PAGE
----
irishnews.com q
  • On-song CJ Stander finds his Ireland call

    CJ Stander’s performance? It had nothing on his rendition of Amhrán na bhFiann, apparently. Awarded man of the match honours, after what must rank as one of the truly great Test debuts in Irish rugby history, the man from George in South Africa felt his vocal efforts were even better. Or so he insisted when asked how his oral audition rated. “I was very emotional. It was my first time getting out there in front of the president, all the supporters, you know? I’d say 10 (out of ten),” he laughed. “I was happy enough to be next to Tommy (O’Donnell) and (Conor) Murray and when I got lost here and there it was easy enough to jump in. Donnacha Ryan stepped up this week and learned (sic) me a few words,

    Irish Examiner q
  • Johnny Sexton's powerful ad for Focus Ireland has got EVERYONE talking

    Focus Ireland have aired their new ad ahead of the Six Nations match of Ireland versus Wales. The emotional ad is aimed at Ireland’s homelessness problem and features Leinster player Johnny Sexton. With all of Ireland gearing up for the match when the ad came on, viewers took to Twitter in their droves to express their support. Powerful advertisement for @FocusIreland with #JohnnySexton to tackle homelessness.

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  • Labour plan to wind down JobBridge system

    Labour has confirmed it will wind down the controversial JobBridge system and replace it with a new state trainee scheme, in an apparent break from its coalition partner Fine Gael. The government parties outlined their positions on this divisive issue, alongside all other parties, in detailed responses to a questionnaire from trade union Impact, published this morning. The 10,000-word document was sent to all political groups in recent weeks in a bid to clarify for the union’s members how they are likely to be affected by the various potential versions of the next government. The survey — published at 6am today on Impact’s website — centred on 11 separate questions regarding taxes, services,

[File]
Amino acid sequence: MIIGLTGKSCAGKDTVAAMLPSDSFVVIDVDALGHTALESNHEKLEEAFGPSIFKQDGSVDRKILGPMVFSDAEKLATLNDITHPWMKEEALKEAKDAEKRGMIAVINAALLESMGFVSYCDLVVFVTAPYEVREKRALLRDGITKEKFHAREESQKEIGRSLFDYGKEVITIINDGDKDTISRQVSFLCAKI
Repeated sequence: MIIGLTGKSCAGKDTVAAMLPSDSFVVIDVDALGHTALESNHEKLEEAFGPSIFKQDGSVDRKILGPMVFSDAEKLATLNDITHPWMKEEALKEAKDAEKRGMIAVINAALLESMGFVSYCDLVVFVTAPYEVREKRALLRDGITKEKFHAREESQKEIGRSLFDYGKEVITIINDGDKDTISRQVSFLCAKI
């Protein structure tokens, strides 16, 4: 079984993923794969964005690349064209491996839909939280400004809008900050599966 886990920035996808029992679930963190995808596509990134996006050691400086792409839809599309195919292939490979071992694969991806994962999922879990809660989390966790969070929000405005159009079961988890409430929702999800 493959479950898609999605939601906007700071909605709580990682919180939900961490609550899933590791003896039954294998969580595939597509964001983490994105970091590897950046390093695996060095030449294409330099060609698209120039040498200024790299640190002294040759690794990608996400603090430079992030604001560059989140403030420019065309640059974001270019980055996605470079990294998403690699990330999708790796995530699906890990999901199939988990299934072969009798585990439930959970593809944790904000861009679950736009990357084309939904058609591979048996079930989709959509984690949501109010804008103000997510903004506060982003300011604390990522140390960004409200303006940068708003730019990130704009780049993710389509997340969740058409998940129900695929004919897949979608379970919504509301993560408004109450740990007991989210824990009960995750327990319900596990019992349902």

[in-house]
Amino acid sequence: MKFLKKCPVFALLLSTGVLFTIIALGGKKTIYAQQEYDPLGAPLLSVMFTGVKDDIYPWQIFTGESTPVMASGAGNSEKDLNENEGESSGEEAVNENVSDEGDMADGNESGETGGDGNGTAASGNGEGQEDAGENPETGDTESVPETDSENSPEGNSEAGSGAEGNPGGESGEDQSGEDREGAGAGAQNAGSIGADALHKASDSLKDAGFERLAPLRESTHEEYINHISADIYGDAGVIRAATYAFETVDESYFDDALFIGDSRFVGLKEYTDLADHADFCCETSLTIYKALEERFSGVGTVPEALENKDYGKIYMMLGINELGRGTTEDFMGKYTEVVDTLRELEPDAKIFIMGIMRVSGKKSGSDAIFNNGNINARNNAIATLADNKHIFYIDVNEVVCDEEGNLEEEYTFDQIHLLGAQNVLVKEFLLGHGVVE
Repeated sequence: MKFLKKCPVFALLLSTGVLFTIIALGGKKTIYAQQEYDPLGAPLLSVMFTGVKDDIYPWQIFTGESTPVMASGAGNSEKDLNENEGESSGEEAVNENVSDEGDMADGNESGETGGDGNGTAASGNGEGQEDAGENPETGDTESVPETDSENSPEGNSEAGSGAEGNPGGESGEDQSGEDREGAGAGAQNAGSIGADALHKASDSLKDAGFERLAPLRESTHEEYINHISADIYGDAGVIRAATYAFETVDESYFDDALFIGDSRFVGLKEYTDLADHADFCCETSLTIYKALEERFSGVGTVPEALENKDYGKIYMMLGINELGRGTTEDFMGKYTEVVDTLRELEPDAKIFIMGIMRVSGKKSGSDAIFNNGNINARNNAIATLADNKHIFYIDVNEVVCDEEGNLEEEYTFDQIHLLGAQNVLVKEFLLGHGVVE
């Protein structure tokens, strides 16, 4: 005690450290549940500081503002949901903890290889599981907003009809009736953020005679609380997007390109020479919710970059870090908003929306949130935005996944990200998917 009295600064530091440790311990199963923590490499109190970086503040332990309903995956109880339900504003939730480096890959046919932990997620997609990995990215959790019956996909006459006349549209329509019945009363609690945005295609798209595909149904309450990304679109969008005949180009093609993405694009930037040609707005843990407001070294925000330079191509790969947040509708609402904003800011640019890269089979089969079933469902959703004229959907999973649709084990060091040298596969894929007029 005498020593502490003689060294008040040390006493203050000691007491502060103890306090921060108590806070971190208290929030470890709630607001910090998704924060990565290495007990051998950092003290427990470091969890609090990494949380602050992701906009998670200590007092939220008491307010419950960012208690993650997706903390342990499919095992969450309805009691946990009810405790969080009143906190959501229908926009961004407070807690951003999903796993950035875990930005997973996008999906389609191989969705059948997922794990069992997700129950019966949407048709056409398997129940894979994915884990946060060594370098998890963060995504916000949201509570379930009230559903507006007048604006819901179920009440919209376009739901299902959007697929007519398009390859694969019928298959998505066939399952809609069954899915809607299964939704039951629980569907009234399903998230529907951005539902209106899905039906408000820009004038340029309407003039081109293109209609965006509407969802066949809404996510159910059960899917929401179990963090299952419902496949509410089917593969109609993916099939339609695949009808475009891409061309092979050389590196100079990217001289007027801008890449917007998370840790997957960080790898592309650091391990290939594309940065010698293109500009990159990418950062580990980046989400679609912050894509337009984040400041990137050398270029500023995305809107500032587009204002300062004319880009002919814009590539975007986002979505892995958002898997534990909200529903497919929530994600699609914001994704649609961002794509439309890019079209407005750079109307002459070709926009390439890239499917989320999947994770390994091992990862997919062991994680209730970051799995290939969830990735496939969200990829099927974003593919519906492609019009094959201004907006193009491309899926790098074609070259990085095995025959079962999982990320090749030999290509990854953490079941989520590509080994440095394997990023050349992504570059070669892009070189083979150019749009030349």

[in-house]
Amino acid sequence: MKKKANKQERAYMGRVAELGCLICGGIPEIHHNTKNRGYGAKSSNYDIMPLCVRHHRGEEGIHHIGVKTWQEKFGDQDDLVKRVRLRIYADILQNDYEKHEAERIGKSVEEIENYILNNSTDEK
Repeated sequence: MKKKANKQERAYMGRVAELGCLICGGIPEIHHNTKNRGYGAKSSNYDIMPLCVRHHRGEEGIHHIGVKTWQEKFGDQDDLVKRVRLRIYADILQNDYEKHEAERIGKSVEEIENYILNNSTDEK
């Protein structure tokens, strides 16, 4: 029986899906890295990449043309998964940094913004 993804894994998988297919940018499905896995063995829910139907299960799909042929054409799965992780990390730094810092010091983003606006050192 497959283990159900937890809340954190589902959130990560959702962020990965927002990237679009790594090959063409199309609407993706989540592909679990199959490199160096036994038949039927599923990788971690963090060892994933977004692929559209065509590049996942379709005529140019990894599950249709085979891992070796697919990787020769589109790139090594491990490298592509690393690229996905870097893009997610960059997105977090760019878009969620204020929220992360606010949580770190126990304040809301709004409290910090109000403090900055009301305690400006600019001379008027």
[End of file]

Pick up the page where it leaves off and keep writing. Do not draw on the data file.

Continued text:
Irish Examiner q
  • Bruno: My days of fighting for titles are gone

    Frank Bruno has spoken out about talk of a return to the ring — admitting he knows “deep down the days of me fighting for world titles are over”. The former champion sparked fears for his safety after he told ITV’s This Morning he was “coming back into boxing”. The much-loved sportsman hung up his gloves in 1996 after suffering a detached ret ina, and has been diagnosed with bipolar disorder. Bruno, 54, said he had returned to training in the ring to help him cope with the effects of his condition and the medication he uses. Addressing his comments in an open letter to his fans published in the Sunday Mirror, he writes: “Any champion will tell you it is hard to turn off those feelings when you

    Irish Examiner q
  • It might nearly be Lent, but Sundays are sweet

    ALREADY?! Shrove Tuesday has snuck up on us. Usually around now, time slows. There’s no bank holiday to look forward to. It feels like St Patrick’s Day and New Year’s Day are a year apart. New Year’s Day is a complete waste of a bank holiday, anyway. It should be shifted to St Bridget’s day. Having it so soon after Christmas is pointless. Like eating more steak after dessert. You don’t need it and you feel queasy. But January has flown. Not in a good way. Time was just blown along by all the storms. Somehow, we are at Lent, and you have a decision to make: are you going off sweets? There are a couple of things to consider. Firstly, what do you mean by ‘sweets’? At the start of Lent, sweets means